Gone, Gone, GoneGone, Gone, Gone by Hannah Moskowitz

My rating: 4 of 5 stars

When considering my impressions of Hannah Moskowitz’s “Gone, Gone, Gone” – words fail me. For my second read of Moskowitz’s work, I was very impressed – the writing draws you in and doesn’t let go until the last page. I thought this coming of age novel featuring the narrative between two 15-year old boys living in the aftermath of 9/11 and during the D.C. sniper shootings was very well portrayed. The story revolves around Lio and Craig, who both have their own share of recovering to do in the wake of these events. Lio’s a cancer survivor who lost his twin brother to the illness, and toggles between therapy sessions to help him cope with his fragmented family. Craig pines over a love lost after tragedy strikes in the family of his ex-boyfriend, and copes with a break in that results in the loss of many of his pets – whom he has to seek out and recover them.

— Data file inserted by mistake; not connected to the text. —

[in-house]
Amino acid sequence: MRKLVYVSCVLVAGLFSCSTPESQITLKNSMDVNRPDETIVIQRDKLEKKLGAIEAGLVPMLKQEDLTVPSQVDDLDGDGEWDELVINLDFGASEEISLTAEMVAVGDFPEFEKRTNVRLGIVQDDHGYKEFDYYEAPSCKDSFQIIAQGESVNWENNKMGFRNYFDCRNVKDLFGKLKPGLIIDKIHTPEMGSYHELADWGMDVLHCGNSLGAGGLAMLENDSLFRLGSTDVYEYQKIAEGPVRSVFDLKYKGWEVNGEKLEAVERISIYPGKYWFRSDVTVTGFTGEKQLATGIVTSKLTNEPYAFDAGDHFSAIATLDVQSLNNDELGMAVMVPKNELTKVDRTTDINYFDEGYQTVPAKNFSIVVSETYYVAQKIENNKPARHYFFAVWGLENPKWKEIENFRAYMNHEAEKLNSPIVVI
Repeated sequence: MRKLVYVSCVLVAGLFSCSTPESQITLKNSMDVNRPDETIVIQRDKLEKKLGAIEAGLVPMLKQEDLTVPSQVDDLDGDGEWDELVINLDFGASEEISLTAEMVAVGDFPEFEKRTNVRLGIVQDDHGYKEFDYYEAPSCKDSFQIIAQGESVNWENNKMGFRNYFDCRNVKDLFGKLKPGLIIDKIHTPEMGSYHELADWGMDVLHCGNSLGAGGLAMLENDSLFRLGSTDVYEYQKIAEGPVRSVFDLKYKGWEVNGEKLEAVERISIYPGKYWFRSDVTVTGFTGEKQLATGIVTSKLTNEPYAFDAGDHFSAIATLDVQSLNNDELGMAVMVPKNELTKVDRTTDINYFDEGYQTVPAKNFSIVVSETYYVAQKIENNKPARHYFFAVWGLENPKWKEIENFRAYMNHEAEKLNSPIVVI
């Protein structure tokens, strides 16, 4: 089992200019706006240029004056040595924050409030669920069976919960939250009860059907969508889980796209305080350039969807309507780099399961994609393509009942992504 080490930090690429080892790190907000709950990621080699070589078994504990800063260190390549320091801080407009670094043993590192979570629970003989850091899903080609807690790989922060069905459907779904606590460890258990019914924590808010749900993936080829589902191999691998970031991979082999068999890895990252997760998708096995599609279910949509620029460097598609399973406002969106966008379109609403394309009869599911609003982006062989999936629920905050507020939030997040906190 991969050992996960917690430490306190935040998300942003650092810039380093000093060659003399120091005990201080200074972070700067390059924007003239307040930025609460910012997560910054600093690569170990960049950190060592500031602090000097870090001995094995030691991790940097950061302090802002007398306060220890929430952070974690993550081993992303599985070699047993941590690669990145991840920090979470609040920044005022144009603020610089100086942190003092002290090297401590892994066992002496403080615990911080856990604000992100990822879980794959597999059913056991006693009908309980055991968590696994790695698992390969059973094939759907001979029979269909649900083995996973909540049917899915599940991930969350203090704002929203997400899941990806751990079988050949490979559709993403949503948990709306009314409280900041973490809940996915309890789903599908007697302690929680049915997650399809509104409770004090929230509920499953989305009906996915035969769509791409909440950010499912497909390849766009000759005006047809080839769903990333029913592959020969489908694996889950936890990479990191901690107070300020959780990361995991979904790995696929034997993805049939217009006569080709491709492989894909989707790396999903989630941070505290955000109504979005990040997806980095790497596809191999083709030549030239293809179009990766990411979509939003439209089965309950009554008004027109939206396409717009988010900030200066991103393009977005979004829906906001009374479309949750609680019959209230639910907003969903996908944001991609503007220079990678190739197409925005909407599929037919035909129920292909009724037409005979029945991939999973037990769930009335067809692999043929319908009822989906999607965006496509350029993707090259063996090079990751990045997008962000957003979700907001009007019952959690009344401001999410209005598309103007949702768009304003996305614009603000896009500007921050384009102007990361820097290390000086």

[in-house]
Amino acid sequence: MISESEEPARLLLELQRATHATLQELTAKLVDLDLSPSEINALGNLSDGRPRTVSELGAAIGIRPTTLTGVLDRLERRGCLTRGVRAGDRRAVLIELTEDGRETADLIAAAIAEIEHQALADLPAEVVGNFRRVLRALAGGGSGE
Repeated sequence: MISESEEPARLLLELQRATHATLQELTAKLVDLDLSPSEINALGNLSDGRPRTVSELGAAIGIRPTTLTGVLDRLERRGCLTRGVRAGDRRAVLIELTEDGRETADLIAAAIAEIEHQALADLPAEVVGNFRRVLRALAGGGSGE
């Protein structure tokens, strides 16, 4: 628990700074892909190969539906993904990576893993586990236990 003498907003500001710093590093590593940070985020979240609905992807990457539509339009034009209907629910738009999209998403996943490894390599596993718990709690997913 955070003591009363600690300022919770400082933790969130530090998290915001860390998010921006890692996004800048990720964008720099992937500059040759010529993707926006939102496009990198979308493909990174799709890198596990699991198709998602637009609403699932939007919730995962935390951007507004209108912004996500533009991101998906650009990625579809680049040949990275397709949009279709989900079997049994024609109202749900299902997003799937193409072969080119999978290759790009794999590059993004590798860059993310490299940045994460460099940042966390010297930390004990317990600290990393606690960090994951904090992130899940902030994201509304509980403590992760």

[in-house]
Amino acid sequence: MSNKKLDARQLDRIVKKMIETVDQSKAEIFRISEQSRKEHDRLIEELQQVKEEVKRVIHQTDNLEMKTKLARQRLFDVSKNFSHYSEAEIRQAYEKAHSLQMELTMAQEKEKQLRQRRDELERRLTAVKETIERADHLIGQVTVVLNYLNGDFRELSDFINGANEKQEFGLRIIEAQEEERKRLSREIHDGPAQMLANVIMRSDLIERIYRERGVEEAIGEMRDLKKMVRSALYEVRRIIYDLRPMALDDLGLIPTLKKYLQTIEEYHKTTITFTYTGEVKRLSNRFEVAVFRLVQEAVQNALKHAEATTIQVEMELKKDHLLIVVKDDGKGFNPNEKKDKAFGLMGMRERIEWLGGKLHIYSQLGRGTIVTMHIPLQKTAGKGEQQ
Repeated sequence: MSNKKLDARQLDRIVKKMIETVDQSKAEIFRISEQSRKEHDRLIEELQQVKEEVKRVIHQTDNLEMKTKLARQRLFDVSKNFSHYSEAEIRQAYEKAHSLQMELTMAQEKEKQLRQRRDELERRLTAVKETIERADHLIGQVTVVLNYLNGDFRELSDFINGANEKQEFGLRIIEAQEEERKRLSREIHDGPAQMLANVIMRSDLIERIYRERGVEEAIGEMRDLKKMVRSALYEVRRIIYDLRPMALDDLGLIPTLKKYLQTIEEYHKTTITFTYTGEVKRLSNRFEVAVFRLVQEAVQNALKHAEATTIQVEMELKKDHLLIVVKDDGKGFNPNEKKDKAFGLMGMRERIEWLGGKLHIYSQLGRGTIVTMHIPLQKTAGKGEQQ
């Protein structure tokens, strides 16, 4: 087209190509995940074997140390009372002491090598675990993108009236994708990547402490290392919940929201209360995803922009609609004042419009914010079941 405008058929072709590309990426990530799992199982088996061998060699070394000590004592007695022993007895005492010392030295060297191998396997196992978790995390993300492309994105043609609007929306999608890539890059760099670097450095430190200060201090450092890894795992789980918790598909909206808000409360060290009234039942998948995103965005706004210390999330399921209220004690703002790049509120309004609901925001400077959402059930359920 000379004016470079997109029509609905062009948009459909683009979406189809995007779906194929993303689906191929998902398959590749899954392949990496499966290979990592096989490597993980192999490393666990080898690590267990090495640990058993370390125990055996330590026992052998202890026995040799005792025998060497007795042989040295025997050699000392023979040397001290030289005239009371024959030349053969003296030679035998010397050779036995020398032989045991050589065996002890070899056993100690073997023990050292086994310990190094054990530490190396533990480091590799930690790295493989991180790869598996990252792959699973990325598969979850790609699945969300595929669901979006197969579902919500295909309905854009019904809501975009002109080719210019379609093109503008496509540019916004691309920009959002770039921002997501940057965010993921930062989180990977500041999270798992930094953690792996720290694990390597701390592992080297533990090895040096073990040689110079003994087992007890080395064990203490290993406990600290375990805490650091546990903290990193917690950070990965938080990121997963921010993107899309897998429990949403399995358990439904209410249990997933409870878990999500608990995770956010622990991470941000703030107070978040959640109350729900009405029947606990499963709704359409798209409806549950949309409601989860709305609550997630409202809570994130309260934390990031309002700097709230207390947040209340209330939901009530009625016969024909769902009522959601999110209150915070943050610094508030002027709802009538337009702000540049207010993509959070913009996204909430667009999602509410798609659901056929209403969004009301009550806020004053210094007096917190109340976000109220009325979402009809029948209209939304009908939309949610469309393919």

I think one of the things that really grabbed me about the book were the narratives of the boys themselves – they felt authentic and it was easy to get to know them. Their quirks were adorable, their flaws palpable, and the way they interact with each other makes them well worth following even through some of the difficult themes. It manages to be light and funny, while at the same time sensitive to the grief the boys have and portraying their respective thoughts in a given time. I thought their chemistry was spot on, and even through some of the rough spots they move through, it was welcoming to see how they connected and ultimately took in the reality of what was happening around them. “Gone Gone Gone” is intimate without overselling the emotions and works very well in a slice of life/coming of age narrative with a fair share of tough subjects that hit the core my heart as I was reading it.

I definitely think this is a book worth reading for those who enjoy reading YA realistic fiction with characters that are so identifiable they become something beyond the pages they’re written on.

Overall score: 4/5

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